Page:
If there’s one thing college teaches us, it’s the art of being the architect of our future. Undergraduates must choose the major that will provide them with quality internships, direct them to the perfect job, and ultimately give them the dream home that we all hope awaits them.
With those ambitions in mind, it’s important to acknowledge the many financial and proprietary tips that can sometimes be found on his TikTok “For You” page. So much financial advice has been thrown around on social media, from parents purchase homes for their children to owners with a duplex where a tenant lives in the other space.
For students who are about to complete their undergraduate career at Rutgers and turn this financial advice into reality, they will soon realize that there are more barriers to securing affordable housing in New Jersey than they could imagine.
The main problem crippling renters and new homeowners across the state is the predatory practices of LLCs and corporations that dominate the housing market.
New Jersey is already notorious for having high taxes, and now it will also be known for tenants who have to deal with companies with vast real estate that charge absurd rates and take aggressive stances toward their prospective tenants.
Newark and Trenton are at the forefront of these changes. At Rutgers—Newark study demonstrated that rents were increasing statewide due to declining rental property owners and decreasing owner occupancy.
These companies have overtaken average renters and future owners as candidates for these properties because they are able to produce all-cash offers, receive lower interest rates and bid with higher offers.
The average New Jerseyan already has interest rates and mortgages to consider when considering bold financial moves, like buying a home or finding an apartment to rent. But the aggressive growth of companies expanding into real estate is just another problem that can encourage new graduates to stay home with their parents, perpetuate homelessness and destroy communities.
The study also proven that in Newark, “anonymous buyers purchased nearly half of the city’s residential real estate stock, the highest rate of this type of real estate practice in the country,” from 2017 to 2020. If businesses can own the half of a city’s land, coupled with the financial leverage they have, they essentially have the majority of power, which then diminishes the votes of average citizens.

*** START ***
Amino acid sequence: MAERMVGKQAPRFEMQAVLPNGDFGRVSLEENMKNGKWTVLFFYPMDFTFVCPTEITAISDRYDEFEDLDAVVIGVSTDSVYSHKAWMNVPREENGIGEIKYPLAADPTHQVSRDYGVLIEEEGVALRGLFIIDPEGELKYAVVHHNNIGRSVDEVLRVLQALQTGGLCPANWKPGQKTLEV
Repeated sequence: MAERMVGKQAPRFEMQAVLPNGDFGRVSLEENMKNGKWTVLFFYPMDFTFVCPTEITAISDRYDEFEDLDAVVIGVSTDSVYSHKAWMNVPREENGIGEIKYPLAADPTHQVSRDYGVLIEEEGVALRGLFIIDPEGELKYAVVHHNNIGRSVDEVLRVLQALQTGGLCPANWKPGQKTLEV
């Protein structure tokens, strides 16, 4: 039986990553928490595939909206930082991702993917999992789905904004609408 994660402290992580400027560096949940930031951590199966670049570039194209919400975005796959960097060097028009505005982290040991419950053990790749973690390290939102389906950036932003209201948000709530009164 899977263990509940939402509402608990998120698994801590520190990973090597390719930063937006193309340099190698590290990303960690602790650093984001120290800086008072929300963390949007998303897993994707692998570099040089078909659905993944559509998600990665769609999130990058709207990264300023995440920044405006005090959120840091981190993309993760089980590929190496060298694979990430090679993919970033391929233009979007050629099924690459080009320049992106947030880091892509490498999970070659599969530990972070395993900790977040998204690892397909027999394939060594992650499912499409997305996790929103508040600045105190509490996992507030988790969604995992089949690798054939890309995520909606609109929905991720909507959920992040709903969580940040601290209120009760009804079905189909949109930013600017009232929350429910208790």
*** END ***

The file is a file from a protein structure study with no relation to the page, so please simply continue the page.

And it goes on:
Additionally, the amount of money New Jersey citizens must set aside to cover rent is both physically and mentally taxing. US Census data revealed that from 2017 to 2021, homeowners in New Jersey spent at least a quarter of their income on rent, and many have even exceeded the national average by almost 30%.
Hard-working students with part-time jobs, sometimes two, already cringe when they see how much money they could have gone home with before taxes. And now, with businesses on the prowl, those living in New Jersey’s lowest-income communities have few affordable housing options.
The National Low Income Housing Coalition has even “estimates that New Jersey lacks more than 200,000 affordable and available housing units for very low-income renters.”
The issue reveals the lack of affordable housing protections in New Jersey, and while there may be legislation underway to address these issues, it is unclear which ones will actually be implemented and when their effects will be seen.
Rutgers students should keep an eye on the rental real estate playing field as Newark, Trenton and New Brunswick are in the middle of it. For prospective graduates looking to start their new life after college, they should be aware of policies that can help reduce rental rates in areas they want to live in so they match their income.
There must be a future path in which people can do more than just rent in New Jersey.
Abriana Diaz is a senior in the School of Arts in Science, majoring in Political Science and Communications and a minor in Critical Intelligence. Her column, “In The Know With Abby,” airs every other Monday.
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